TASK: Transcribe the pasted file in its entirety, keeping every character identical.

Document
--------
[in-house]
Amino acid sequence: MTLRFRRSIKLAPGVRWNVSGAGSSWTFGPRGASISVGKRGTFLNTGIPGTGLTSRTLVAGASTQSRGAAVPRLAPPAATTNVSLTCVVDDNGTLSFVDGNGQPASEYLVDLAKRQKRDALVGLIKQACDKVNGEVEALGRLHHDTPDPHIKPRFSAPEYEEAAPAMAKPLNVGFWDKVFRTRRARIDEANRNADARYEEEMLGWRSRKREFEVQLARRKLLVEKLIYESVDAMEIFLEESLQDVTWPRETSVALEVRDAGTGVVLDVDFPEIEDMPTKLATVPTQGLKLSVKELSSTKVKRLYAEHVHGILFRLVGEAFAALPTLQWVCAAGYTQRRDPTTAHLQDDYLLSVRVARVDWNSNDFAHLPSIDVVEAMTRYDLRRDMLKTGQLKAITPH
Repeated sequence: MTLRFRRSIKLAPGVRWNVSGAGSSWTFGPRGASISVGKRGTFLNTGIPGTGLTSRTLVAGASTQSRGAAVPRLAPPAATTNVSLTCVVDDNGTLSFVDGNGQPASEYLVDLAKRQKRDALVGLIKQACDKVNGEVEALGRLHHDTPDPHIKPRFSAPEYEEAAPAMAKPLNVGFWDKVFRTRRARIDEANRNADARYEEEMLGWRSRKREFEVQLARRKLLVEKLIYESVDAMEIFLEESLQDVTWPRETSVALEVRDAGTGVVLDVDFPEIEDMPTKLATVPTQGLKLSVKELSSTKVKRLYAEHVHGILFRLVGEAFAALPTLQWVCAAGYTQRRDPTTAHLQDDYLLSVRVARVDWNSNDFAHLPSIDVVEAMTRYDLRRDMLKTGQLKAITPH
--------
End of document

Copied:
[in-house]
Amino acid sequence: MTLRFRRSIKLAPGVRWNVSGAGSSWTFGPRGASISVGKRGTFLNTGIPGTGLTSRTLVAGASTQSRGAAVPRLAPPAATTNVSLTCVVDDNGTLSFVDGNGQPASEYLVDLAKRQKRDALVGLIKQACDKVNGEVEALGRLHHDTPDPHIKPRFSAPEYEEAAPAMAKPLNVGFWDKVFRTRRARIDEANRNADARYEEEMLGWRSRKREFEVQLARRKLLVEKLIYESVDAMEIFLEESLQDVTWPRETSVALEVRDAGTGVVLDVDFPEIEDMPTKLATVPTQGLKLSVKELSSTKVKRLYAEHVHGILFRLVGEAFAALPTLQWVCAAGYTQRRDPTTAHLQDDYLLSVRVARVDWNSNDFAHLPSIDVVEAMTRYDLRRDMLKTGQLKAITPH
Repeated sequence: MTLRFRRSIKLAPGVRWNVSGAGSSWTFGPRGASISVGKRGTFLNTGIPGTGLTSRTLVAGASTQSRGAAVPRLAPPAATTNVSLTCVVDDNGTLSFVDGNGQPASEYLVDLAKRQKRDALVGLIKQACDKVNGEVEALGRLHHDTPDPHIKPRFSAPEYEEAAPAMAKPLNVGFWDKVFRTRRARIDEANRNADARYEEEMLGWRSRKREFEVQLARRKLLVEKLIYESVDAMEIFLEESLQDVTWPRETSVALEVRDAGTGVVLDVDFPEIEDMPTKLATVPTQGLKLSVKELSSTKVKRLYAEHVHGILFRLVGEAFAALPTLQWVCAAGYTQRRDPTTAHLQDDYLLSVRVARVDWNSNDFAHLPSIDVVEAMTRYDLRRDMLKTGQLKAITPH